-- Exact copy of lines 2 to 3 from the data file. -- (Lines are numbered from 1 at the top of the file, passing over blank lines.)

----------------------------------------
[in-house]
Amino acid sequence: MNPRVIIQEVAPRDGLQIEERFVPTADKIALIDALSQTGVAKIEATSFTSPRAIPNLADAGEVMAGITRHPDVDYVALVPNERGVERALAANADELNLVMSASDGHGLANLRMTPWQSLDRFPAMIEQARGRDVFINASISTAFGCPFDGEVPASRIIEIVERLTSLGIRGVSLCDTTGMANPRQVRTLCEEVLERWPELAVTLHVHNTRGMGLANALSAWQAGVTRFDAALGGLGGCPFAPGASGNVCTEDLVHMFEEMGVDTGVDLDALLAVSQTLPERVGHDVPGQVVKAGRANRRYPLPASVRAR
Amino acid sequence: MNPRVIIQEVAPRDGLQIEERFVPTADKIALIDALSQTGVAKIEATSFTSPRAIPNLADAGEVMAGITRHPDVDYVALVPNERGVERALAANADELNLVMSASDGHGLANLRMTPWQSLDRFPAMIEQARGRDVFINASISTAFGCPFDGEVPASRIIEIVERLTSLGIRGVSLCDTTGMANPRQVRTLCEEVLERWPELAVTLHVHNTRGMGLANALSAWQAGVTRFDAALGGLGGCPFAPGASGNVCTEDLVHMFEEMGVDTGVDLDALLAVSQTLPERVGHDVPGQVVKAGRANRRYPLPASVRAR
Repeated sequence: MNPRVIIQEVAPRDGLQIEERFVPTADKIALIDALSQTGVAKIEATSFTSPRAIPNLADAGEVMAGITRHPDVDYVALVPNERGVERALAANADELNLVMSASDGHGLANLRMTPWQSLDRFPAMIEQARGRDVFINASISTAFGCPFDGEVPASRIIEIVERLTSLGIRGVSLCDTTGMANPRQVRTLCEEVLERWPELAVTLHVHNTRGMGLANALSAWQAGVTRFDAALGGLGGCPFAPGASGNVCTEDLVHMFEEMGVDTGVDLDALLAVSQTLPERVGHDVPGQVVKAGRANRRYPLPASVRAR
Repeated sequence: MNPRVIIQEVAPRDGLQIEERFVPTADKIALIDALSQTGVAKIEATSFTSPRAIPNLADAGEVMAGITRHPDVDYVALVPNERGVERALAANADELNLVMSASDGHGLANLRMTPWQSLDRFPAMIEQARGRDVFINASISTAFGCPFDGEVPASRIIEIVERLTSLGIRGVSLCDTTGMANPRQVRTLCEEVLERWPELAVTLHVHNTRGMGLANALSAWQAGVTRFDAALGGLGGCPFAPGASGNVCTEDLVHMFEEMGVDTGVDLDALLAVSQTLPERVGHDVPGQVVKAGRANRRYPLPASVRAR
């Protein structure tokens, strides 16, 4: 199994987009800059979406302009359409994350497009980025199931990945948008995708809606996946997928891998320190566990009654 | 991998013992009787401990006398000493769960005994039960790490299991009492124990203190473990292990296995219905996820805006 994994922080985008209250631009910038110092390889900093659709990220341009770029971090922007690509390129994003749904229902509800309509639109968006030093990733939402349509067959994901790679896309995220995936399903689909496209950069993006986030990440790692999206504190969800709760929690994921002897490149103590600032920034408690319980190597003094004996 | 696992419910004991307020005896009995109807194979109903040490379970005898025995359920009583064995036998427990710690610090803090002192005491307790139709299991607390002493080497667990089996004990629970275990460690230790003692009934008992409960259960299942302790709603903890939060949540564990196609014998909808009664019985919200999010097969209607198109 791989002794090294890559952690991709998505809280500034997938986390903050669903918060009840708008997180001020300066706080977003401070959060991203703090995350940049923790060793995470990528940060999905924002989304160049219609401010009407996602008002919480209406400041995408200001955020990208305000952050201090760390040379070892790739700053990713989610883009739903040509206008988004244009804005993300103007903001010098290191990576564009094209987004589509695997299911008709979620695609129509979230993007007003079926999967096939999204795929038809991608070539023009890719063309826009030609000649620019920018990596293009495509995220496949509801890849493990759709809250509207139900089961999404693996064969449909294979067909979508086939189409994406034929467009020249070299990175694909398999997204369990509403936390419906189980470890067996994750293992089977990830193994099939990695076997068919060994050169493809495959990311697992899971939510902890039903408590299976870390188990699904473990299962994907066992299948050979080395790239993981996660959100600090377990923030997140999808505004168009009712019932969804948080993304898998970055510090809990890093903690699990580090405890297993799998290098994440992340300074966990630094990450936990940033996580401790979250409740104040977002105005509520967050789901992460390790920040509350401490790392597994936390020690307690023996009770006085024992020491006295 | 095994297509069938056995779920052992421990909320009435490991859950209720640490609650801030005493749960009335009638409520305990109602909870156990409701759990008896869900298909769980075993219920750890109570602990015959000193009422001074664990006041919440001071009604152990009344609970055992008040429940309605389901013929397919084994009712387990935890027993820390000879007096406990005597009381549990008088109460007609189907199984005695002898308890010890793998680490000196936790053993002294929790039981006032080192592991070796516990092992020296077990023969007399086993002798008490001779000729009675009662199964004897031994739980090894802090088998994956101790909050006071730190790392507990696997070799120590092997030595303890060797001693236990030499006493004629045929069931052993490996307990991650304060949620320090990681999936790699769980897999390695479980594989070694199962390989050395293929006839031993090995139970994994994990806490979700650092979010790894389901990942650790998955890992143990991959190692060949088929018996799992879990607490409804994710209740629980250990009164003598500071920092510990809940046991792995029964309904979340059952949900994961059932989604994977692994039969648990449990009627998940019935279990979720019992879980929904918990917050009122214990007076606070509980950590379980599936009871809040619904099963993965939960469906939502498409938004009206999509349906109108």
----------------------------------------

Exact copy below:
Amino acid sequence: MNPRVIIQEVAPRDGLQIEERFVPTADKIALIDALSQTGVAKIEATSFTSPRAIPNLADAGEVMAGITRHPDVDYVALVPNERGVERALAANADELNLVMSASDGHGLANLRMTPWQSLDRFPAMIEQARGRDVFINASISTAFGCPFDGEVPASRIIEIVERLTSLGIRGVSLCDTTGMANPRQVRTLCEEVLERWPELAVTLHVHNTRGMGLANALSAWQAGVTRFDAALGGLGGCPFAPGASGNVCTEDLVHMFEEMGVDTGVDLDALLAVSQTLPERVGHDVPGQVVKAGRANRRYPLPASVRAR
Amino acid sequence: MNPRVIIQEVAPRDGLQIEERFVPTADKIALIDALSQTGVAKIEATSFTSPRAIPNLADAGEVMAGITRHPDVDYVALVPNERGVERALAANADELNLVMSASDGHGLANLRMTPWQSLDRFPAMIEQARGRDVFINASISTAFGCPFDGEVPASRIIEIVERLTSLGIRGVSLCDTTGMANPRQVRTLCEEVLERWPELAVTLHVHNTRGMGLANALSAWQAGVTRFDAALGGLGGCPFAPGASGNVCTEDLVHMFEEMGVDTGVDLDALLAVSQTLPERVGHDVPGQVVKAGRANRRYPLPASVRAR